Short PBS movie series sheds light on injustice of cannabis prosecutions


As more states continue to legalize, the legal cannabis industry is expected to generate $ 80 billion in annual sales by 2030, according to a short film set to start airing tonight on PBS. However, there is a disturbing dichotomy that contradicts this rosy estimate. Thanks to outdated laws, 40,000 people are currently languishing in prison for non-violent cannabis offenses.

Entitled “Spotlight On: Last Prisoner Project”, the four-minute video highlights the unfairness of cannabis prosecutions. The work of The project of the last prisoner, a non-profit organization focused on cannabis-related criminal justice reform. Presented by The Beehouse Justice Initiative, a New York City organization dedicated to healing “some of the damage caused by the disparate enforcement of the cannabis ban” and a video production company Matador Contentt, the film is narrated by Chris Rock and directed by Ezra Paek.

Showcasing the detrimental effects of marijuana prohibition, the film introduces viewers to the case of Stephanie Shepard, an African-American woman, who was charged in 2009 with a non-violent cannabis offense.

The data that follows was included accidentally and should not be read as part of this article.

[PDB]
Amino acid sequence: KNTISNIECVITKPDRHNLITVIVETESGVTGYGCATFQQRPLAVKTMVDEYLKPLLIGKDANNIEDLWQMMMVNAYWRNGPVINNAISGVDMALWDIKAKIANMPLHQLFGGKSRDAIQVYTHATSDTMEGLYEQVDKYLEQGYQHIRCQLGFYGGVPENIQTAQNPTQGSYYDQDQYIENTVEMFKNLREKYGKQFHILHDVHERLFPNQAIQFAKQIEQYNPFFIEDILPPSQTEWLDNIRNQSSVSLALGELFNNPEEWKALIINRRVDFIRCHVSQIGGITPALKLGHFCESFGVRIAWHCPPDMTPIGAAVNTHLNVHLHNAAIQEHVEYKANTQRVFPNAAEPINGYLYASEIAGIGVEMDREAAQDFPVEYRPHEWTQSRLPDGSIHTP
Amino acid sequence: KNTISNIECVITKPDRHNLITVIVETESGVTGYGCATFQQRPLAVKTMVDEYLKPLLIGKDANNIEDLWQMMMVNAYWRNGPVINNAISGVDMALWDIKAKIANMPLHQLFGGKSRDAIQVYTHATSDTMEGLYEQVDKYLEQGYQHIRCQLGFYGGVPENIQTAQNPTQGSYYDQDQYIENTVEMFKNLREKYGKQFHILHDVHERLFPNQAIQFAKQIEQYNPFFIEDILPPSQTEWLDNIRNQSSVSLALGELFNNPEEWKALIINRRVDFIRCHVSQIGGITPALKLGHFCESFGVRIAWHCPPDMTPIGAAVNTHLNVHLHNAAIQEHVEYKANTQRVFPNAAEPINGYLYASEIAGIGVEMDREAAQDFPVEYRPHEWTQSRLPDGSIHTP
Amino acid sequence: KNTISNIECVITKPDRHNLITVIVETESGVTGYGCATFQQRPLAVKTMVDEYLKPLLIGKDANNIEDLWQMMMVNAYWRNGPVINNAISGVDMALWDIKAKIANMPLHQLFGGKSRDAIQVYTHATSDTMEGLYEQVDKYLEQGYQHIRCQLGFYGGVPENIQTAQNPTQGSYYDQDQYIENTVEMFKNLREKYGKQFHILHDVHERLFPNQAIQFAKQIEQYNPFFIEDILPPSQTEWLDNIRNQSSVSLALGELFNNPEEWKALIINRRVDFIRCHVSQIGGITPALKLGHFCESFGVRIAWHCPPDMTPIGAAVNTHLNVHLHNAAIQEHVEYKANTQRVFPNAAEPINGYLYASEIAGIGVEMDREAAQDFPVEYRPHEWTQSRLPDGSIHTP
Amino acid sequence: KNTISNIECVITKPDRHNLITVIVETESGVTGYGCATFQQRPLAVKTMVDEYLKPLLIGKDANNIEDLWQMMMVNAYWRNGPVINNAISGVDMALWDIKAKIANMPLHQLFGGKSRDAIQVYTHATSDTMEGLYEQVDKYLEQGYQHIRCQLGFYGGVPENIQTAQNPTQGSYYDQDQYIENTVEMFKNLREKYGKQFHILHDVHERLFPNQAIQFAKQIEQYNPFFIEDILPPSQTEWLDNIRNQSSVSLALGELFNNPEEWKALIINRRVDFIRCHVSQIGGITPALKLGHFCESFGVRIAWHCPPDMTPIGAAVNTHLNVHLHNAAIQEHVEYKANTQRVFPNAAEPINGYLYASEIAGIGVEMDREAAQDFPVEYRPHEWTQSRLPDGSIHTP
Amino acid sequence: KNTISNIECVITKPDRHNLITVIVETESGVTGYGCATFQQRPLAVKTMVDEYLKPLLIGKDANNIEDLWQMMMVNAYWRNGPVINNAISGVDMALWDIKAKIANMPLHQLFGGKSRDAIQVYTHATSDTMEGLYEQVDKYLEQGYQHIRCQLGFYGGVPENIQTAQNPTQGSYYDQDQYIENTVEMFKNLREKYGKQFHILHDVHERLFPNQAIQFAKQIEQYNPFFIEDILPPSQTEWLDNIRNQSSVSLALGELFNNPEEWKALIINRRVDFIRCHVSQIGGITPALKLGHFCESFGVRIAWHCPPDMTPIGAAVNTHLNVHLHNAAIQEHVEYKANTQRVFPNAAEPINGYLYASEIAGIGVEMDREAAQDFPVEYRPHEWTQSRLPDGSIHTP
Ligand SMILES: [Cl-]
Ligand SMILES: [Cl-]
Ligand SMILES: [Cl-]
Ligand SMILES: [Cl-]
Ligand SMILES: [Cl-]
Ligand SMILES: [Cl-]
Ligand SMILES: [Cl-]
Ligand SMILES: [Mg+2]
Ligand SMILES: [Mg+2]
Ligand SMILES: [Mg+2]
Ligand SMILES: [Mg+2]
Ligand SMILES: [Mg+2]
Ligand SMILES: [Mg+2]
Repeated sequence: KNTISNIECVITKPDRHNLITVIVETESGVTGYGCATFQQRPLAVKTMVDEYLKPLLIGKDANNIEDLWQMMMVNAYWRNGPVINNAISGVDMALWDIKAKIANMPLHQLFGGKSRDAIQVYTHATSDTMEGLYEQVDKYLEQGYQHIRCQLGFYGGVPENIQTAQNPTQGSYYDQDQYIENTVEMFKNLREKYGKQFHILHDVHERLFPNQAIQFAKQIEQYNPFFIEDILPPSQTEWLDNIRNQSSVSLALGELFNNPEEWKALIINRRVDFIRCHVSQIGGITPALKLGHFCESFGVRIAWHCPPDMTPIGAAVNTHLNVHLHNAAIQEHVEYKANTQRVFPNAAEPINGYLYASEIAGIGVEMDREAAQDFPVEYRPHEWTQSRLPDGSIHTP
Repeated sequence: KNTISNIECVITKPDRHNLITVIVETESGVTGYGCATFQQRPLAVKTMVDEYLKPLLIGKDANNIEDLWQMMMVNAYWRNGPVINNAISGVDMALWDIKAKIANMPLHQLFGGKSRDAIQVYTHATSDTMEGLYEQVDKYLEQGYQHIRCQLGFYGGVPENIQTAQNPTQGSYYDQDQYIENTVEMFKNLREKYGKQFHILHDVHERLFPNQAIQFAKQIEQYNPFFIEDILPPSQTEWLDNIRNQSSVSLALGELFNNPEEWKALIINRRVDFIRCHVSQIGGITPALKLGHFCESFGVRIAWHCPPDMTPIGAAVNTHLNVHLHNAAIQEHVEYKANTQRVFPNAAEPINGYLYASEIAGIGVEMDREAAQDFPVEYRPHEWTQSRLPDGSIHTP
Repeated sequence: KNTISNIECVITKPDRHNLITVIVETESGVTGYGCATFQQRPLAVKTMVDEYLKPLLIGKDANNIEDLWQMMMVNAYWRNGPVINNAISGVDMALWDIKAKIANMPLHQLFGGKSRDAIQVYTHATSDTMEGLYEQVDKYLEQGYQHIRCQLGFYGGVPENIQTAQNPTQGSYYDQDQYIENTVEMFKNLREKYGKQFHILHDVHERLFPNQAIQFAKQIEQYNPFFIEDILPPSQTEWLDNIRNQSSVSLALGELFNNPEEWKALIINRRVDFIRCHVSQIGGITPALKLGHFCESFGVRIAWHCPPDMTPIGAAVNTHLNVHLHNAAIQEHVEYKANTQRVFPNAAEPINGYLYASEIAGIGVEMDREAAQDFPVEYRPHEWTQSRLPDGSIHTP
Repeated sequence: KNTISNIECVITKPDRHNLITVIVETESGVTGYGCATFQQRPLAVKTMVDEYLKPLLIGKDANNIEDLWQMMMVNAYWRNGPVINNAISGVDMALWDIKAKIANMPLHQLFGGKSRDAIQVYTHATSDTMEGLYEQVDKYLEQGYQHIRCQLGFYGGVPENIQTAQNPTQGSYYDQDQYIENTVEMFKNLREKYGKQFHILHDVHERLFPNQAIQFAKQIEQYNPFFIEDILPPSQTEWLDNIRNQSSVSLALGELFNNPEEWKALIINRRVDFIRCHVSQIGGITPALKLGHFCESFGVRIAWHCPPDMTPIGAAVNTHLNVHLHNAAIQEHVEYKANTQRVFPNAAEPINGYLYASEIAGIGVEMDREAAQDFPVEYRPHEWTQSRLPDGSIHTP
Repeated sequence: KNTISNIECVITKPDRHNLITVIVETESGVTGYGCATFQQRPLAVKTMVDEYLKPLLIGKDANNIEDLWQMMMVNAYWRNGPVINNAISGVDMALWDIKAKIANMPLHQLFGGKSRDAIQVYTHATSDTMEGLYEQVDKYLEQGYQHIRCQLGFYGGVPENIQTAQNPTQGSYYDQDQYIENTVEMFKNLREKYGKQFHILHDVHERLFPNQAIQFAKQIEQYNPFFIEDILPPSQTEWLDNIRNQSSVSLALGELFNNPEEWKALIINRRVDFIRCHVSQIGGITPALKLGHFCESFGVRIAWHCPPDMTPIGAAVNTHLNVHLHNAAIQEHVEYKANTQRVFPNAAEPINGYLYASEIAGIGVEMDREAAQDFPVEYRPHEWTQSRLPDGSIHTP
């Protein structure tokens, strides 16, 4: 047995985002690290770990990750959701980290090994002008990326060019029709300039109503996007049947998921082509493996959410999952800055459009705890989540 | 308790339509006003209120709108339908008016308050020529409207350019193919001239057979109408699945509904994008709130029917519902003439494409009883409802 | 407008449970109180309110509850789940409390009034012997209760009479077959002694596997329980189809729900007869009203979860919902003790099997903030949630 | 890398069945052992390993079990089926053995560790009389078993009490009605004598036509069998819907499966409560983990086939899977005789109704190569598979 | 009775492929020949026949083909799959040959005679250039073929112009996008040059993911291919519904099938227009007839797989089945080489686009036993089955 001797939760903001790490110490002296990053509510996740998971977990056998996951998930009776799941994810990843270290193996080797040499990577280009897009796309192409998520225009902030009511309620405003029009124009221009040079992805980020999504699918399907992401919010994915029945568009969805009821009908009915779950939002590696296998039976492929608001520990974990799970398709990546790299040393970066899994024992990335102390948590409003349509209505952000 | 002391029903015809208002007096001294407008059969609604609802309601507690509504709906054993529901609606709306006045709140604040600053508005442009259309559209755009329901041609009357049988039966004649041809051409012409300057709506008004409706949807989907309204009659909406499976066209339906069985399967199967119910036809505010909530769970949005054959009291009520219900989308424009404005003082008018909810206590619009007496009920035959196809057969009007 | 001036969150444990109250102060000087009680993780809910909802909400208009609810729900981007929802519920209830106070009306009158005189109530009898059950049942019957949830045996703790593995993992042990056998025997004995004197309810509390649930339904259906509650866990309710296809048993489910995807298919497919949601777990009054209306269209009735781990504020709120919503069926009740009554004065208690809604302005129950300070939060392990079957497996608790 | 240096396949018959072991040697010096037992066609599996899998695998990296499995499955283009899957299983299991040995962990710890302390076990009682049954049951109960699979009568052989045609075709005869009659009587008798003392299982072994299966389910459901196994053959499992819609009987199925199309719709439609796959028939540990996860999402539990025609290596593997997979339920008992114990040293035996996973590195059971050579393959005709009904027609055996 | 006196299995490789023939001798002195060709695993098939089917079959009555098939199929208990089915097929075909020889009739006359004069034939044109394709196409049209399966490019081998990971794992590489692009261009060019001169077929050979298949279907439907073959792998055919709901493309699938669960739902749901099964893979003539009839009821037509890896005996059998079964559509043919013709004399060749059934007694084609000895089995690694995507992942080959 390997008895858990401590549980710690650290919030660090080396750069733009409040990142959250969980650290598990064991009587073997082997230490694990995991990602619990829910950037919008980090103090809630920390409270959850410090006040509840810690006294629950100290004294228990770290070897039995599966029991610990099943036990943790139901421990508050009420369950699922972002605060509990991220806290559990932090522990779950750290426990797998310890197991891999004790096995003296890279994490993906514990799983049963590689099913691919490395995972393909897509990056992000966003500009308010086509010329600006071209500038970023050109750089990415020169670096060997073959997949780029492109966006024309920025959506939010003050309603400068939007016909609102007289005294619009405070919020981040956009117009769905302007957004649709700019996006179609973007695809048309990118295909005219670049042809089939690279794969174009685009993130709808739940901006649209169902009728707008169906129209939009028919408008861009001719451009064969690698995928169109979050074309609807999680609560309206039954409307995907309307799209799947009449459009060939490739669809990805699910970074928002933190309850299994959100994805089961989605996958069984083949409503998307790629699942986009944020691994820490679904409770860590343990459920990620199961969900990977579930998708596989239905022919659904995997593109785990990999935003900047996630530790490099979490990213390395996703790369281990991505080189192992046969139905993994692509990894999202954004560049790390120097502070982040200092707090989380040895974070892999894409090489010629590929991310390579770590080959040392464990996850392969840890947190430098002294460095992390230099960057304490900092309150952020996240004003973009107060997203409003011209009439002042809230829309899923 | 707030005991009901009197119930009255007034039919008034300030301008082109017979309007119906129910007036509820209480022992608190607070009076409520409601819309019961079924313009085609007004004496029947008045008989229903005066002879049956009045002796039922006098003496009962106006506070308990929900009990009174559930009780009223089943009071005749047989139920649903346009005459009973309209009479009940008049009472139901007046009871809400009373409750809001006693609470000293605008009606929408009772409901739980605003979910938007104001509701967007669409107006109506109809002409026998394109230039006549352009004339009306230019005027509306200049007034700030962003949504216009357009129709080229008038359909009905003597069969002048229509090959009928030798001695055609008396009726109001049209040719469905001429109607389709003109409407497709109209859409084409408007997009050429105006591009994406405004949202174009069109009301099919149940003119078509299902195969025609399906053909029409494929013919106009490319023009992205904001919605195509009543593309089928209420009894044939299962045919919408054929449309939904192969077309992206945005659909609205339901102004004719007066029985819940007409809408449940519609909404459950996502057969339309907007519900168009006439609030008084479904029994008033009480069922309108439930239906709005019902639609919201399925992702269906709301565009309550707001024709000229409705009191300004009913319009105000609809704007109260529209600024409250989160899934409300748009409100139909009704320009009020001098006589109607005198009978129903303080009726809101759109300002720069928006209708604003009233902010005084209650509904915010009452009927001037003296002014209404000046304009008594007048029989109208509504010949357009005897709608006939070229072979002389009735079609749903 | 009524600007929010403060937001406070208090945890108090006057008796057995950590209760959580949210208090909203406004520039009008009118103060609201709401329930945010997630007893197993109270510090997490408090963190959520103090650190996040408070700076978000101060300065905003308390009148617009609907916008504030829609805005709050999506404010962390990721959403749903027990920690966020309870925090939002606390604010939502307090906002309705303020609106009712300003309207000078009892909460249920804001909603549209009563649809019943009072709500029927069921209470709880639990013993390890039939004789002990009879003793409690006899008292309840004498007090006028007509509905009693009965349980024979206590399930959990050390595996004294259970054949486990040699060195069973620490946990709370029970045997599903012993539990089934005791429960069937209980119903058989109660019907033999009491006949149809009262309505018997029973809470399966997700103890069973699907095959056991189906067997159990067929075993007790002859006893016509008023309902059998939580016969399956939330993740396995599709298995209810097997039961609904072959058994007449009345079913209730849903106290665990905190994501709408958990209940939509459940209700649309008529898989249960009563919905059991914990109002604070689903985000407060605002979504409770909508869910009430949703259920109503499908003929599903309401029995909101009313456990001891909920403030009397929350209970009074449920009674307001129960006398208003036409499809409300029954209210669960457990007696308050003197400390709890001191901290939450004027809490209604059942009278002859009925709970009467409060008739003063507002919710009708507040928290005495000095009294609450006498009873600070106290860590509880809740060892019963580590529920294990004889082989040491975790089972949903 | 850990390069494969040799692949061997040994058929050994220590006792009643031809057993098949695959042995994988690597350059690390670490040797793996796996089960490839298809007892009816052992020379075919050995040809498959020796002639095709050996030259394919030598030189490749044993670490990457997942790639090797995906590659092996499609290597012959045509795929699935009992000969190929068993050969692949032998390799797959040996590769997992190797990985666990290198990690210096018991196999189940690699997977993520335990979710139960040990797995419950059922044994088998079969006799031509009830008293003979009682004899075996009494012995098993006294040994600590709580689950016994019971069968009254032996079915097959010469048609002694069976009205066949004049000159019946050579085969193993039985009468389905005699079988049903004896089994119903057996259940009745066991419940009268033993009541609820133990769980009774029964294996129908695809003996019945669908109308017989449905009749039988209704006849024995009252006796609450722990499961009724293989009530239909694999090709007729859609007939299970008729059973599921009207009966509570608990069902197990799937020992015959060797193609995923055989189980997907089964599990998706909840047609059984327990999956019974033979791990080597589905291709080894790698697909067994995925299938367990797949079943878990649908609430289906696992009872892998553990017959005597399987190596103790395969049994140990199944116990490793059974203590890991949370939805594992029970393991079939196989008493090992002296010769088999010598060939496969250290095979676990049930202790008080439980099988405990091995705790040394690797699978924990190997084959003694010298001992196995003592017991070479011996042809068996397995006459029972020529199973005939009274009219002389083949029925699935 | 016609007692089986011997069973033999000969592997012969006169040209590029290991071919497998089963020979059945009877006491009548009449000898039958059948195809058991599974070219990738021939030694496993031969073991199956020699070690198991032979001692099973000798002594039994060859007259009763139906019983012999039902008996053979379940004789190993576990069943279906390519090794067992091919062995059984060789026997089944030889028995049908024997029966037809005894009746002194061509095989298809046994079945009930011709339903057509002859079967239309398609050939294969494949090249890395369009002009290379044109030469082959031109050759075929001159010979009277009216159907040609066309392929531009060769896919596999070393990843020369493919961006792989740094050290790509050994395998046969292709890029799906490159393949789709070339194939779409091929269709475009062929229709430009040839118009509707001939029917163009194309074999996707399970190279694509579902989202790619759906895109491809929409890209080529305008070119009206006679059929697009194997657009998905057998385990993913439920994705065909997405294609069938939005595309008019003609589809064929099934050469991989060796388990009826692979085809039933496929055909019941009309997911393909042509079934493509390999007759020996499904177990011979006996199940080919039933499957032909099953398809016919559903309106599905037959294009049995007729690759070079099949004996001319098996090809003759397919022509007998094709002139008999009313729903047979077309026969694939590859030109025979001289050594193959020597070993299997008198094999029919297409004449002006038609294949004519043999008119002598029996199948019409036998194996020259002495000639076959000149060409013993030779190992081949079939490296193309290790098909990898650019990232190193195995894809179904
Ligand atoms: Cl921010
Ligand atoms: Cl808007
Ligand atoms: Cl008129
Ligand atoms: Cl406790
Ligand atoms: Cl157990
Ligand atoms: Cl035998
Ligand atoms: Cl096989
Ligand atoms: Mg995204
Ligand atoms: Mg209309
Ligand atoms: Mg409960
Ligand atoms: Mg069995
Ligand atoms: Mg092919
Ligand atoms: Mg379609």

“I didn’t think this plant these days could get someone like me with no criminal history, no jail time,” she said, recalling her trial and sentence. “When the judge said 120 months, it wasn’t even calculated in my head.”

Even after her lawyer told her she was sent to jail for 10 years, Shepard, who had worked at a “big real estate company” in New York City before her arrest, was in shock. “I just remember my sister screaming,” she added.

Since his release from prison, Shepard has been working with the Last Prisoner Project to get his life back on track. As she recounted in the film, her once promising career path included a stint for the NBA. “Now I’m trying to find a job at Starbucks and I’m nervous,” she admitted. “I feel like I’m labeled. I feel like I’m being judged.

More than half of all drug arrests in the United States are for possession of cannabis, Beehouse says, and despite roughly equal rates of use, people of color are almost four times more likely than whites to be arrested. for cannabis. Cannabis-related arrests can prevent people from getting or keeping jobs, getting a scholarship, living in social housing, and successfully re-adjusting to mainstream society.

“The marijuana ban has never really been about public order and public safety,” said Natalie Papillion, director of strategic initiatives at the Last Prisoner Project. “It has always been used as a tool of social control and social control of certain populations.”

Noting how the treatment of people who use cannabis in this country has been “terribly and selectively destructive,” Gregory Heyman, managing partner at Beehouse, hopes this short film and others of the same are jailed for possession of cannabis.

“Spotlight On: The Last Prisoner Project” is the first of six short films that will focus on cannabis and incarceration.

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